North Carolina recognizes Tenancy by the Entirety ownership of real property, and now there is one more reason why that matters in bankruptcy.
Generally, a Chapter 13 bankruptcy case provides a means for stripping off a wholly unsecured junior mortgage lien on a primary residence. For instance, some homeowners have two mortgage liens against their residence. If the fair market value of the home is less than the balance owed on the first position mortgage lien, then action can be taken in a Chapter 13 bankruptcy case to strip off the second position mortgage lien as a wholly unsecured claim. The real estate market in Raleigh, North Carolina, area has not plummeted to the same degree as some markets across the country over the past 5-7 years but many people currently have this up-side-down position on their mortgage loans. In October 2013, the United States Court of Appeals for the Fourth Circuit issued an opinion in Alvarez v. HSBC Bank USA (In re Alvarez), 733 F.3d 136, that impacts how homeowners go about stripping off a wholly unsecured mortgage lien.
North Carolina law recognizes a type of real property ownership known as tenants by the entirety, meaning that the property is owned by the “marital unit” with each spouse holding an undivided interest in the property. One spouse alone cannot sell or encumber, either voluntarily or involuntarily, his or her interest in the real property. The practical effect is that a creditor of only one spouse cannot execute against real property owned as tenancy by the entirety.
When spouses own real property as tenants by the entirety, the bankruptcy filing of one spouse does not sever the unity of the tenancy, and the property interest of the non-filing spouse does not become property of the bankruptcy estate. Thus, the bankruptcy court cannot change the rights of the second position mortgage lien-holder as to the non-filing spouse’s interest in the home.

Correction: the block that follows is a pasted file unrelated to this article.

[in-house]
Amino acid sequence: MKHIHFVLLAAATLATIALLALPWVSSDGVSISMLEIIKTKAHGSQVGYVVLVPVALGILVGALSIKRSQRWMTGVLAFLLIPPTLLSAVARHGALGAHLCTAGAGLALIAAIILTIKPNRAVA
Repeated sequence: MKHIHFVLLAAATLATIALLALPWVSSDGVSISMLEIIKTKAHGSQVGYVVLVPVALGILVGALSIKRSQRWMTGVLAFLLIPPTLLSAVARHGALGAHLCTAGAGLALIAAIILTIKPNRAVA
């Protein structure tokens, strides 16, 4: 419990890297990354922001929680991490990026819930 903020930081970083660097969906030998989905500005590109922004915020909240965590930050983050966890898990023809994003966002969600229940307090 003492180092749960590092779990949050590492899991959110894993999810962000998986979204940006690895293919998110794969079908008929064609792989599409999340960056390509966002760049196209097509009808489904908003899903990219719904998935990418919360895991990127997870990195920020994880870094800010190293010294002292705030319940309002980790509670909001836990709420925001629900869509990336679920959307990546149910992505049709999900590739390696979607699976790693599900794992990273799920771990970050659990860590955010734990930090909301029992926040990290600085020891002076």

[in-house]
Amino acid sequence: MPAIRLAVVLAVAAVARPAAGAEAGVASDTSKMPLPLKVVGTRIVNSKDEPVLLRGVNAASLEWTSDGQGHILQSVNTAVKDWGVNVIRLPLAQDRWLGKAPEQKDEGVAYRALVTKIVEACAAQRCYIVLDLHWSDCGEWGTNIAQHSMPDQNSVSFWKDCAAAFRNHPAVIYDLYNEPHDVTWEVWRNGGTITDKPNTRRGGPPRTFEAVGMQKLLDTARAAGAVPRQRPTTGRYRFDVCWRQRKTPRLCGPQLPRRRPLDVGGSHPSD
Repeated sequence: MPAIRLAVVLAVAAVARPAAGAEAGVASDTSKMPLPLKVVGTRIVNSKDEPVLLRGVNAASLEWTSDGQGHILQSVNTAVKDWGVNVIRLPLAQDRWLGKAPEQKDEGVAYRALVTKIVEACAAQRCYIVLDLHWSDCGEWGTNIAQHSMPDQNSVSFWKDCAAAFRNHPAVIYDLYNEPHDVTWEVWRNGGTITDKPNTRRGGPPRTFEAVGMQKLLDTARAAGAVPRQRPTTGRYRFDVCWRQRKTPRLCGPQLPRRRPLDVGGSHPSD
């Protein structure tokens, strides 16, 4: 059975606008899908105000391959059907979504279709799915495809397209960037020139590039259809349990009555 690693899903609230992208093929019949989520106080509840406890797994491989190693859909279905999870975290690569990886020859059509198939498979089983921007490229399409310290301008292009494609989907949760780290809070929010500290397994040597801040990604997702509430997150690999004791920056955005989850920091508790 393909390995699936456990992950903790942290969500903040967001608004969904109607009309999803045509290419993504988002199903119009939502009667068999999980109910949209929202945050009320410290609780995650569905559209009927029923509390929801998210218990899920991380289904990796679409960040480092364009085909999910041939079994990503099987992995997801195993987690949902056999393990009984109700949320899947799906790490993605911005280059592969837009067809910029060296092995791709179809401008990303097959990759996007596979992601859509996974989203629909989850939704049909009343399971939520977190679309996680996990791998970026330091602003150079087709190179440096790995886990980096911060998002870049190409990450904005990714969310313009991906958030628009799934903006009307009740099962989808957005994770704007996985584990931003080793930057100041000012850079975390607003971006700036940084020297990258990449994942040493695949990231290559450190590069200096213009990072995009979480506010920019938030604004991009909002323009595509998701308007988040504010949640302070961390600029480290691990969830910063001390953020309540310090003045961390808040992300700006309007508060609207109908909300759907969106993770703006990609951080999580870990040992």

In the Alvarez case, only one spouse filed a Chapter 13 bankruptcy case but he owned real property with his non-filing spouse as tenants by the entirety. A wholly unsecured second position mortgage encumbered the real property on which both spouses were liable for the promissory note and deed of trust. The debtor and his non-filing spouse sought to strip off the second mortgage lien, but the court would not allow the strip off based on the fact that both spouses had not filed the bankruptcy case. The court ruled that to strip off this second position mortgage lien, both spouses comprising the tenancy by the entirety had to file the bankruptcy case.
While questions remain regarding how to apply the court’s ruling in Alvarez, in short, it seems that the best and perhaps only option is that both spouses in a tenancy by the entirety must file for Chapter 13 bankruptcy relief before the court can strip off or modify the rights of a secured creditor of both debtors.
A copy of the Alvarez opinion is attached as a PDF document to this post.